2. Stulz, Rene M., 2005. "Financial Globalization, Corporate Governance, and Eastern Europe," Working Paper Series 2005-27, Ohio State University, Charles A. Dice Center for Research in Financial Economics.
    3. repec:tcd:wpaper:tep16 is not listed on IDEAS
    4. Gian Maria Milesi-Ferretti, & Philip R. Lane, 2003. "International Financial Integration," The Institute for International Integration Studies Discussion Paper Series iiisdp03, IIIS.
    5. Leslie Lipschitz & Alex Mourmouras & Timothy D. Lane, 2002. "Capital Flows to Transition Economies; Master or Servant?," IMF Working Papers 02/11, International Monetary Fund.
    6. Berglund, Tom & Hanousek, Jan & Mramor, Dusan, 2006. "Financial market development in the Central and Eastern European Countries," Emerging Markets Review, Elsevier, vol. 7(4), pages 280-282, December.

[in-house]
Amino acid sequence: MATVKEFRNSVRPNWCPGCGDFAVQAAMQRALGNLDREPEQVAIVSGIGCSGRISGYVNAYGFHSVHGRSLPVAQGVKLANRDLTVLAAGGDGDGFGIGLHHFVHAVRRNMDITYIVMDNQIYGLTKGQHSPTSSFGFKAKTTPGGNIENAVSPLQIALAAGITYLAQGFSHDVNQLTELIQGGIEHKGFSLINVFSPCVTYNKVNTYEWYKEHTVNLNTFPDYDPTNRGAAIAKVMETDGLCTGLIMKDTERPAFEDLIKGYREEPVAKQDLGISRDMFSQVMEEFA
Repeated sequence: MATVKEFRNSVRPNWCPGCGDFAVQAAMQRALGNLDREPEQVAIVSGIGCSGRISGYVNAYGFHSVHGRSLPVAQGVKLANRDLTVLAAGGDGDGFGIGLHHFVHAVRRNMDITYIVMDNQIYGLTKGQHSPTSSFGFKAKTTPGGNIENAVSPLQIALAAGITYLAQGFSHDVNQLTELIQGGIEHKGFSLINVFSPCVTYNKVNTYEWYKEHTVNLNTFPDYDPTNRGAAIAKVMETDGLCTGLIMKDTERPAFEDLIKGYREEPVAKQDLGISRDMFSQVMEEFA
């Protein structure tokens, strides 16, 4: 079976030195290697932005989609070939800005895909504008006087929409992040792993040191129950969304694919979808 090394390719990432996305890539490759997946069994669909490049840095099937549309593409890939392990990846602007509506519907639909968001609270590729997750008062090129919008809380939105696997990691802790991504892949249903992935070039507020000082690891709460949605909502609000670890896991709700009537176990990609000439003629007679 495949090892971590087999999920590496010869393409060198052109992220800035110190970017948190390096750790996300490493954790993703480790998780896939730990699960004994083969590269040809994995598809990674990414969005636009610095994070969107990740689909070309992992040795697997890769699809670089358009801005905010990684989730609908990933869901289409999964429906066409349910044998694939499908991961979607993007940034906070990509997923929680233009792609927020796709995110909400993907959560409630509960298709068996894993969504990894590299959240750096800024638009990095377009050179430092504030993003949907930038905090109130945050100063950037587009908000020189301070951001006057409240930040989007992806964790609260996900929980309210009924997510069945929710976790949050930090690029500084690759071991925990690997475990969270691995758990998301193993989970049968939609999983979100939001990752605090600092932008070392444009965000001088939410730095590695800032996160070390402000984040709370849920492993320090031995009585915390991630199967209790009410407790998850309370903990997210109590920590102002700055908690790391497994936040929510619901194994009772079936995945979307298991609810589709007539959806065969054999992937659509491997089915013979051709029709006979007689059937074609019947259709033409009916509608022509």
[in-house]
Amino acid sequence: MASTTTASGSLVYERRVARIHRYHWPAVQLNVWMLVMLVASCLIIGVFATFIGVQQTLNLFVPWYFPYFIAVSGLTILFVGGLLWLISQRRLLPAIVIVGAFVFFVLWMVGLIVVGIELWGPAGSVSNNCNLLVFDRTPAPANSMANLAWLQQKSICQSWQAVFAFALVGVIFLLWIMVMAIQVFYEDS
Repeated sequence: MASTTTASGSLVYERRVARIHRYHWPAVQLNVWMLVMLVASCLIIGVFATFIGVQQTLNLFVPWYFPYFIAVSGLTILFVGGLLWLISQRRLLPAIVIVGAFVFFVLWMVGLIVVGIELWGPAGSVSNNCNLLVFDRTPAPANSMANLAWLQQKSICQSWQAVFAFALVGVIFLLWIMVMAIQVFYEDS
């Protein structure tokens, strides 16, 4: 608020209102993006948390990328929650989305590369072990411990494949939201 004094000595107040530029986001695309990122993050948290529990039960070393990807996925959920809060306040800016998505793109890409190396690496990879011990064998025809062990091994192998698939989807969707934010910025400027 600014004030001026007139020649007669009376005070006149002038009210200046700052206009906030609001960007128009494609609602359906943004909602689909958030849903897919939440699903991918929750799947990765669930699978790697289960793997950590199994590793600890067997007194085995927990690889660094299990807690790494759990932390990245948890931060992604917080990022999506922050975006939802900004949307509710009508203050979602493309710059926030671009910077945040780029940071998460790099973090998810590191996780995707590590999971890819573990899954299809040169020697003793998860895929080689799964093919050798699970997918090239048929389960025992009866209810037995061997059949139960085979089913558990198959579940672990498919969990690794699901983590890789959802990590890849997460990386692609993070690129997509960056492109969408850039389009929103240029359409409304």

7. Maurico Obstfeld, 2004. "External adjustment," Review of World Economics (Weltwirtschaftliches Archiv), Springer;Institut für Weltwirtschaft (Kiel Institute for the World Economy), vol. 140(4), pages 541-568, December.
    8. Philip R. Lane & Gian Maria Milesi-Ferretti, 2007. "A Global Perspective on External Positions," NBER Chapters,in: G7 Current Account Imbalances: Sustainability and Adjustment, pages 67-102 National Bureau of Economic Research, Inc.
    9. Faria, Andr & Mauro, Paolo, 2009. "Institutions and the external capital structure of countries," Journal of International Money and Finance, Elsevier, vol. 28(3), pages 367-391, April.